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If you are are relatively new to this game, the best free music production software is Garageband and Audacity. I have been writing music for television for years. When I switched from hardware to software I did all of my writing with Garageband. I then edited each track or cue on Audacity.
Television music supervisors like to have a variety of edited versions of your tracks. It makes it easier for them to place as background music in tv shows or for use in commercials. They like to have the flexibility. The more versions you give them, the better chance you have of being placed.
Garageband is an excellent place to begin. It is free when you buy a Mac. You can make studio recordings with this software. The learning curve is light and when you run into an area you are confused by, a quick search on youtube about the problem will answer your questions. This is how I started. This software is especially productive for those of you who only write instrumental tracks, as these are the most widely used on television.
The beauty of Garageband is its ease of use. If you play just guitar or keyboard, you should be all set. For those of us who are not drummers, the "Drummer" feature is phenomenal. It comes with a variety of drummers who play a variety of different grooves. You can audition them and play to them as you build your tracks. They also automatically play fills. You can manipulate how they play to suit your needs by muting certain drums and cymbals or adjusting the feel.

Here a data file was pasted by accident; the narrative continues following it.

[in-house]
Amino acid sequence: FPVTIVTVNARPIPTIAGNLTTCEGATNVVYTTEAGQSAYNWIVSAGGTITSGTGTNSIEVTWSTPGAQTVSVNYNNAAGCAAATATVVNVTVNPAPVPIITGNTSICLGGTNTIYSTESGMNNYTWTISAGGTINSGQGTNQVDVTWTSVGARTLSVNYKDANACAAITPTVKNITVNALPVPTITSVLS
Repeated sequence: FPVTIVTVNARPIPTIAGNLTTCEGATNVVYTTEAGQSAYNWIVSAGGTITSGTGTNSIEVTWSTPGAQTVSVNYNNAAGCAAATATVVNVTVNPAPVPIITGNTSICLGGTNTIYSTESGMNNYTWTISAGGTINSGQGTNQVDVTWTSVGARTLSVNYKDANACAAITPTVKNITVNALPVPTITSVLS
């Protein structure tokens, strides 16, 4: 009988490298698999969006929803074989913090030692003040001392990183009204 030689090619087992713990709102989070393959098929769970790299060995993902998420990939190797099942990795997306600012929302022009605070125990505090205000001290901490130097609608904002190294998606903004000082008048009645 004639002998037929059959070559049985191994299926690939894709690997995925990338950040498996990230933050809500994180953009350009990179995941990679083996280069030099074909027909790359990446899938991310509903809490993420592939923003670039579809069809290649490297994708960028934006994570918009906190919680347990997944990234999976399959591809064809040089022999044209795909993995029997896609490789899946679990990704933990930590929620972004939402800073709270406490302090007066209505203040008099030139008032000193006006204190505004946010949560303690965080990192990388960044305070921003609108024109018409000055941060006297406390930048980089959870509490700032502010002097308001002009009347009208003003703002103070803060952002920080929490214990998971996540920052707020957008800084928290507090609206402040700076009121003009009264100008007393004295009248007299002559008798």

I always start with the drummer and feel I like. I then play my acoustic and electric guitar parts. I then play my bass part so that the feel is strongest. From there I add all of my sweetners like string and synth parts. From here I'm able to copy and paste looped parts as I see fit. The mixing controls are very intuitive and easy to use as well.
I now use Logic which is a suped up version of Garageband, however it's cost is $200. The beauty is that the learning curve is smooth as Logic is just Garageband with more bells, whistles and overall power. Many major releases have been mixed in Logic!
After Garageband I always use Audacity to edit my tracks. Audacity is free music production software that can be found at the link below. I always import my tracks into Audacity once they are finished so I can edit the beginnings and endings and to clean them up. I also use Audacity to generate alternate versions and lengths of my tracks.
Music supervisors like to have 60 second versions, 30 second versions, stings and loops that they can play with as they try to blend your track or cue with whatever mult-media setting they are in.